In 1999 a 14-year-old boy fled Tibet for India. The 17th Karmapa, spiritual leader of the Kagyu school of Tibetan Buddhism, had chosen to leave his country clandestinely and to take up a life of exile. Now barely out of his teens, he lives and teaches in the Indian Himalayas. Michele Martin’s Music in the Sky is the first major book dedicated to the Karmapa’s life, teachings and art. The book is divided into three parts. The first part gives the Karmapa’s biography, whilst the second is a collection of his teachings, poetry and drawings. The book concludes with a history of the entire lineage, to set what has gone before in context.
There is much in this book that will satisfy the devotee. It is the second section, where the reader is introduced to the Karmapa through his own words, that is most impressive. One cannot but be astonished by the assurance of the writing for one who is still in his teens. The material is clear, heartfelt and steeped in considerable learning, giving the sense that, when the 17th Karmapa finds his own voice amid the clamour of the tradition, it will be clearly a voice to be reckoned with.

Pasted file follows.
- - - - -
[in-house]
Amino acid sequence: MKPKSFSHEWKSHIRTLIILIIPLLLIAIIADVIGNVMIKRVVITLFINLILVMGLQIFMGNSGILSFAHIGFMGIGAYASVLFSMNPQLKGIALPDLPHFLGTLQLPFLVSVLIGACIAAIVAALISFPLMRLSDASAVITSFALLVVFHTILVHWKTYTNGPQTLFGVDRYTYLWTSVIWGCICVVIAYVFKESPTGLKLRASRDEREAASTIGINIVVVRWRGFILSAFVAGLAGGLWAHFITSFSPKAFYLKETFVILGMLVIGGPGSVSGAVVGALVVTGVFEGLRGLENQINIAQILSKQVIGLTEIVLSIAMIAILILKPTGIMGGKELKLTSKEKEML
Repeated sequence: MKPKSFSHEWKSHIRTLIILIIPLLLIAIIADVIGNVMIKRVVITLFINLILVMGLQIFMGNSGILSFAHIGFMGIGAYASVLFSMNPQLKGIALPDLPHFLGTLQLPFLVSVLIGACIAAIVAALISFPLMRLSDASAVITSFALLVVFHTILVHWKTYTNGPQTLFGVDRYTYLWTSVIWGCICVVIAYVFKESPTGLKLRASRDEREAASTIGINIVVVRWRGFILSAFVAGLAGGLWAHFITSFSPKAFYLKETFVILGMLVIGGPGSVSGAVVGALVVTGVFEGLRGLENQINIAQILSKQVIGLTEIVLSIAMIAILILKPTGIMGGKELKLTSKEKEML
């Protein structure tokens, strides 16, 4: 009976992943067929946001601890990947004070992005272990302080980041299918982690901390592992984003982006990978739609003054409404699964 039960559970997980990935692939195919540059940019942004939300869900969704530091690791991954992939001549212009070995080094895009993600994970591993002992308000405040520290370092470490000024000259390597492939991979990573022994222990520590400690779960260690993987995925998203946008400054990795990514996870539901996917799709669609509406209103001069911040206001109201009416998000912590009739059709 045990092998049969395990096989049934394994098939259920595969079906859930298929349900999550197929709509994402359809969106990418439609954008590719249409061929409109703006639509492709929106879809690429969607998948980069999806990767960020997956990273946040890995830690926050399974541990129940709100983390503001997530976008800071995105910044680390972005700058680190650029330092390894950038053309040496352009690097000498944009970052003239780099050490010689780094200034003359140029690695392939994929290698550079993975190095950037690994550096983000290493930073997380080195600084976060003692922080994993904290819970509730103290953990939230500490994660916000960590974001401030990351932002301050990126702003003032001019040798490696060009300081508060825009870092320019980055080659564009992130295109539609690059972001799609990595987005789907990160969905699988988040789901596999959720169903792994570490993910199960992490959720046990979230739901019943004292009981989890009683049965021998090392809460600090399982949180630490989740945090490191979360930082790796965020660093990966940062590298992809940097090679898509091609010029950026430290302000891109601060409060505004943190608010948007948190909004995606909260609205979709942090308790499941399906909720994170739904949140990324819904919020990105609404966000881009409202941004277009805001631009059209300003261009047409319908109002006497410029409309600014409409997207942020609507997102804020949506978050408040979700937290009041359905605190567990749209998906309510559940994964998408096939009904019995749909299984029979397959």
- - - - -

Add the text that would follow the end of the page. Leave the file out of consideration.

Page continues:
Ultimately, however, this book disappoints. In her biography, Martin takes leave of her critical faculties in favour of outright hagiography. Her account of the Karmapa’s life abounds in what she calls ‘unusual phenomena’: auspicious signs, miracles and wonders. Employing accounts of such phenomena as justifications for one’s beliefs seems to me to be more suspicious than auspicious; and such an approach cannot but obscure more than it illuminates. A more sober, critical and well-researched book would have ultimately done greater service to it’s subject.
Date First Published: Wednesday August 3, 2005